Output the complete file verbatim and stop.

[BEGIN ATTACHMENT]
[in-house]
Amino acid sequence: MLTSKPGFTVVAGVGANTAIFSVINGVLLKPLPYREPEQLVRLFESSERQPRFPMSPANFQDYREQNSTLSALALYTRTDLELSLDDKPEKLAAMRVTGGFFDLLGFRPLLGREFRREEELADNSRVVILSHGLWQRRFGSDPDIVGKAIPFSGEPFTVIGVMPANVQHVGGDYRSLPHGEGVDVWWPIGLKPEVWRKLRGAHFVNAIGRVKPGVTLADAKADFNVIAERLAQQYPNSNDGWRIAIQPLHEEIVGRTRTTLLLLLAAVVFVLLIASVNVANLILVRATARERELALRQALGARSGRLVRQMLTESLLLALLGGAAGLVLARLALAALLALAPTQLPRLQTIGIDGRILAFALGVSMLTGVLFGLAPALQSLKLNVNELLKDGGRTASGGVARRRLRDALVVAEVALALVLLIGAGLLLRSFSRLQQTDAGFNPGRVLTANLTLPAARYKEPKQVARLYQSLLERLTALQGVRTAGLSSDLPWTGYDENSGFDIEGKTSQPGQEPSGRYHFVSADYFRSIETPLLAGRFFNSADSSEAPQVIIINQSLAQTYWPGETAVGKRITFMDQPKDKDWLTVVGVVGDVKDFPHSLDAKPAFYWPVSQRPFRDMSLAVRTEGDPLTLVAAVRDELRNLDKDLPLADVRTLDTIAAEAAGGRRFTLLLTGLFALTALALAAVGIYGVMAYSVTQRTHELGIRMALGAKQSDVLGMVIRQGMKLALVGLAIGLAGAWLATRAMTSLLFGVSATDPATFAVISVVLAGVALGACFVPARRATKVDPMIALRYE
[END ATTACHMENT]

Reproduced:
[in-house]
Amino acid sequence: MLTSKPGFTVVAGVGANTAIFSVINGVLLKPLPYREPEQLVRLFESSERQPRFPMSPANFQDYREQNSTLSALALYTRTDLELSLDDKPEKLAAMRVTGGFFDLLGFRPLLGREFRREEELADNSRVVILSHGLWQRRFGSDPDIVGKAIPFSGEPFTVIGVMPANVQHVGGDYRSLPHGEGVDVWWPIGLKPEVWRKLRGAHFVNAIGRVKPGVTLADAKADFNVIAERLAQQYPNSNDGWRIAIQPLHEEIVGRTRTTLLLLLAAVVFVLLIASVNVANLILVRATARERELALRQALGARSGRLVRQMLTESLLLALLGGAAGLVLARLALAALLALAPTQLPRLQTIGIDGRILAFALGVSMLTGVLFGLAPALQSLKLNVNELLKDGGRTASGGVARRRLRDALVVAEVALALVLLIGAGLLLRSFSRLQQTDAGFNPGRVLTANLTLPAARYKEPKQVARLYQSLLERLTALQGVRTAGLSSDLPWTGYDENSGFDIEGKTSQPGQEPSGRYHFVSADYFRSIETPLLAGRFFNSADSSEAPQVIIINQSLAQTYWPGETAVGKRITFMDQPKDKDWLTVVGVVGDVKDFPHSLDAKPAFYWPVSQRPFRDMSLAVRTEGDPLTLVAAVRDELRNLDKDLPLADVRTLDTIAAEAAGGRRFTLLLTGLFALTALALAAVGIYGVMAYSVTQRTHELGIRMALGAKQSDVLGMVIRQGMKLALVGLAIGLAGAWLATRAMTSLLFGVSATDPATFAVISVVLAGVALGACFVPARRATKVDPMIALRYE